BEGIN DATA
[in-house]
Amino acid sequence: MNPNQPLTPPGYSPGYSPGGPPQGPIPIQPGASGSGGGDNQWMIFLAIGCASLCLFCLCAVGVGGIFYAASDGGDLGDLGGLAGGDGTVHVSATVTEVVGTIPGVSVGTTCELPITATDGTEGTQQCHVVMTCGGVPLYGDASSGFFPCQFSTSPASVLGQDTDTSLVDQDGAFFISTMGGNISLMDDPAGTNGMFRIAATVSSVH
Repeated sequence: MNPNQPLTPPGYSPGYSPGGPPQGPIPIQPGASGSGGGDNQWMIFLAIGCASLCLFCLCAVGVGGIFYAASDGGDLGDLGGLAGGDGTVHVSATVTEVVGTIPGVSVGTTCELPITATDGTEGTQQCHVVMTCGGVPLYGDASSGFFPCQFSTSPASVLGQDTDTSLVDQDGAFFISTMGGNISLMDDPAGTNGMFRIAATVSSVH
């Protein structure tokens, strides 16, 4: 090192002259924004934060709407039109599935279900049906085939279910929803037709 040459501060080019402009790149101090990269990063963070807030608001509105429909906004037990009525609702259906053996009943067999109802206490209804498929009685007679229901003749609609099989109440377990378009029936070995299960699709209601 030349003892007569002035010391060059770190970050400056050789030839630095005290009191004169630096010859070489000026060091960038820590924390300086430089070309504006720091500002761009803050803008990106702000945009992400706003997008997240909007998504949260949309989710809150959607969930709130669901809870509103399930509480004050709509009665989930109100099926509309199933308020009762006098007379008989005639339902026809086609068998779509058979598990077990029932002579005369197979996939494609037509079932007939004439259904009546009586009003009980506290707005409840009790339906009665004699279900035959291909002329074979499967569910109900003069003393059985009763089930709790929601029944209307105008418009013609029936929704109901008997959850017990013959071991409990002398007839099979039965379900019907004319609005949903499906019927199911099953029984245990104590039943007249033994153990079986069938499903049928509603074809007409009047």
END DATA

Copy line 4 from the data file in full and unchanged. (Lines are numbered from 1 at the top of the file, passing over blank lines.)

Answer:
């Protein structure tokens, strides 16, 4: 090192002259924004934060709407039109599935279900049906085939279910929803037709 040459501060080019402009790149101090990269990063963070807030608001509105429909906004037990009525609702259906053996009943067999109802206490209804498929009685007679229901003749609609099989109440377990378009029936070995299960699709209601 030349003892007569002035010391060059770190970050400056050789030839630095005290009191004169630096010859070489000026060091960038820590924390300086430089070309504006720091500002761009803050803008990106702000945009992400706003997008997240909007998504949260949309989710809150959607969930709130669901809870509103399930509480004050709509009665989930109100099926509309199933308020009762006098007379008989005639339902026809086609068998779509058979598990077990029932002579005369197979996939494609037509079932007939004439259904009546009586009003009980506290707005409840009790339906009665004699279900035959291909002329074979499967569910109900003069003393059985009763089930709790929601029944209307105008418009013609029936929704109901008997959850017990013959071991409990002398007839099979039965379900019907004319609005949903499906019927199911099953029984245990104590039943007249033994153990079986069938499903049928509603074809007409009047």